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Data of reckoning

1 February 2016 By George Hay

Britons are warming to the idea of Brexit. That message has been increasingly clear since the middle of last year, when polls started to indicate an increase in the number of UK citizens who would vote to leave the European Union in a referendum due by end-2017. According to a proprietary index of statistical inputs compiled by Breakingviews, the data paints a similar picture.

Brexit index

The Brexit index aims to strike a middle ground between sober economic analysis and something rather more qualitative. It includes the most plausible economic indicators that change on a monthly basis – the pound’s strength against the euro, the value of British trade with the European Union, and UK consumer confidence. As each of these goes up, the chance of exiting the EU arguably goes down.

But the debate is about feelings as well as facts. The index factors in figures on Europe-wide asylum applications, which Eurostat discloses every month, volumes of flights to the mostly EU-based destinations to which UK budget airline easyJet flies, and Ladbrokes’ betting odds on a UK-EU split. Other factors to watch are those connected with European “soft power” – for example, UK sales of German cars and imports of French wine.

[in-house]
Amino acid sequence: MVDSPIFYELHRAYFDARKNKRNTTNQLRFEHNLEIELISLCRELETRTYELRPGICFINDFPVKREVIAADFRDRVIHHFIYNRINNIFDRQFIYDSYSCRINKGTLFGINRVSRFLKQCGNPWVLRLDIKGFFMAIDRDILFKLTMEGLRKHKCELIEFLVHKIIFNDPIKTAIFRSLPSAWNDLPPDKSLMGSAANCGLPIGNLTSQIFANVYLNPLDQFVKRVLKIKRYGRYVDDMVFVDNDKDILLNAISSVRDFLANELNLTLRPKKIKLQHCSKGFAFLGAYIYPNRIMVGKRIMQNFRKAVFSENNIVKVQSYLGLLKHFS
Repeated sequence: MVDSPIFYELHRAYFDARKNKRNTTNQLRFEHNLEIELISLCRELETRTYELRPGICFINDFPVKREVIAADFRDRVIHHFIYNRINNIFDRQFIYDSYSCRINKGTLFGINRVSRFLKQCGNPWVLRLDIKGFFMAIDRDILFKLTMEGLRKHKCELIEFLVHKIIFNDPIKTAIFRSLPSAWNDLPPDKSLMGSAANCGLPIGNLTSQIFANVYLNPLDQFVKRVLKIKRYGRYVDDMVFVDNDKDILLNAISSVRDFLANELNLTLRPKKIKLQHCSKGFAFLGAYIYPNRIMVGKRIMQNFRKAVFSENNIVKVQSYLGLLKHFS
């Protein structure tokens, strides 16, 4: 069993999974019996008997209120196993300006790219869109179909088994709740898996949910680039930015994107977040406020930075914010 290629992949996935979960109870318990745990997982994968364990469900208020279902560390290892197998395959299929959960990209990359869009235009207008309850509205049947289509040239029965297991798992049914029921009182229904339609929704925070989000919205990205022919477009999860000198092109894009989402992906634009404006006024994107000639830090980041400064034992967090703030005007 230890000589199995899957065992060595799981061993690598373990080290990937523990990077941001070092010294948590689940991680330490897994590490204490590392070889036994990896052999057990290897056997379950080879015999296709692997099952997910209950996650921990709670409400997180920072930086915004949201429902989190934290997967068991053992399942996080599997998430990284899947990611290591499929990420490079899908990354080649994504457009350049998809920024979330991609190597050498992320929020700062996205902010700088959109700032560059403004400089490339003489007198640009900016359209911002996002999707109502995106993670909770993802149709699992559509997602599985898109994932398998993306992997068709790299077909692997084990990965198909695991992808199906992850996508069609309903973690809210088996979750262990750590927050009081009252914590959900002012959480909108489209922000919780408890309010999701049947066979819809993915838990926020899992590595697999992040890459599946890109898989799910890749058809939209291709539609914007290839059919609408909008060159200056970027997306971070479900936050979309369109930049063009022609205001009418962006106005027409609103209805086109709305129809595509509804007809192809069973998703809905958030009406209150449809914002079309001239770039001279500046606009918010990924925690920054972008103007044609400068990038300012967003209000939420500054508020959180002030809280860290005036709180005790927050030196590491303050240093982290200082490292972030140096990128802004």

Less conventionally, there’s the number of front pages of the Daily Mail that directly reference migration or the European Union. For now, those mentions are mostly unsympathetic to the “In” campaign, though that could of course change.

The results show a clear direction of travel. Starting from the summer of 2015, the dominance of Brexit-supporting metrics is clear. Given the scale of immigration into the EU, that’s no surprise. Sure, these readings can be easily challenged. Some will see British trade with the EU, or an improving UK economy, as unrelated to the question of whether to leave. Strip out the effect of trade, for example, and the Brexit trend is less obvious, yet still tangible.

Like all indices, the Brexit index is only as relevant as its most recent data, which has a two-month lag. It will be updated every month. And will hopefully give a jaunty yet still valuable sense of which way the British winds are blowing.

 

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